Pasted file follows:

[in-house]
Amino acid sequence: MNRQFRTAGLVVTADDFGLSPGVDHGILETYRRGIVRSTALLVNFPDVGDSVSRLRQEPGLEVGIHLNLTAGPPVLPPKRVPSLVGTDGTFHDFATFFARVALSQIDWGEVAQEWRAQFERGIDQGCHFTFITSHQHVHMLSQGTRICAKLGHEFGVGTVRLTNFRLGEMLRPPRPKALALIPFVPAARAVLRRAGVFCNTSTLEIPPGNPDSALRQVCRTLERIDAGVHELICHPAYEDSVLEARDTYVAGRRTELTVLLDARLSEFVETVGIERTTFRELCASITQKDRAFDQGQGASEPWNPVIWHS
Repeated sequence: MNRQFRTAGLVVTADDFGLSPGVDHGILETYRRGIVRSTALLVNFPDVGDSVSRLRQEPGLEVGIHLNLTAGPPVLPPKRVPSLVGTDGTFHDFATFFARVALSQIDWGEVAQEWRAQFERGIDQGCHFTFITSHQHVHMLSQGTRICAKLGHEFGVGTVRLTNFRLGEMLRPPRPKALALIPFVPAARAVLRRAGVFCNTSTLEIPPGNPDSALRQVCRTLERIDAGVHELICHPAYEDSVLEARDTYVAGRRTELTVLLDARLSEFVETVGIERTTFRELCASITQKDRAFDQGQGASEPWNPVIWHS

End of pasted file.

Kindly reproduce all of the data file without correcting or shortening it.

[in-house]
Amino acid sequence: MNRQFRTAGLVVTADDFGLSPGVDHGILETYRRGIVRSTALLVNFPDVGDSVSRLRQEPGLEVGIHLNLTAGPPVLPPKRVPSLVGTDGTFHDFATFFARVALSQIDWGEVAQEWRAQFERGIDQGCHFTFITSHQHVHMLSQGTRICAKLGHEFGVGTVRLTNFRLGEMLRPPRPKALALIPFVPAARAVLRRAGVFCNTSTLEIPPGNPDSALRQVCRTLERIDAGVHELICHPAYEDSVLEARDTYVAGRRTELTVLLDARLSEFVETVGIERTTFRELCASITQKDRAFDQGQGASEPWNPVIWHS
Repeated sequence: MNRQFRTAGLVVTADDFGLSPGVDHGILETYRRGIVRSTALLVNFPDVGDSVSRLRQEPGLEVGIHLNLTAGPPVLPPKRVPSLVGTDGTFHDFATFFARVALSQIDWGEVAQEWRAQFERGIDQGCHFTFITSHQHVHMLSQGTRICAKLGHEFGVGTVRLTNFRLGEMLRPPRPKALALIPFVPAARAVLRRAGVFCNTSTLEIPPGNPDSALRQVCRTLERIDAGVHELICHPAYEDSVLEARDTYVAGRRTELTVLLDARLSEFVETVGIERTTFRELCASITQKDRAFDQGQGASEPWNPVIWHS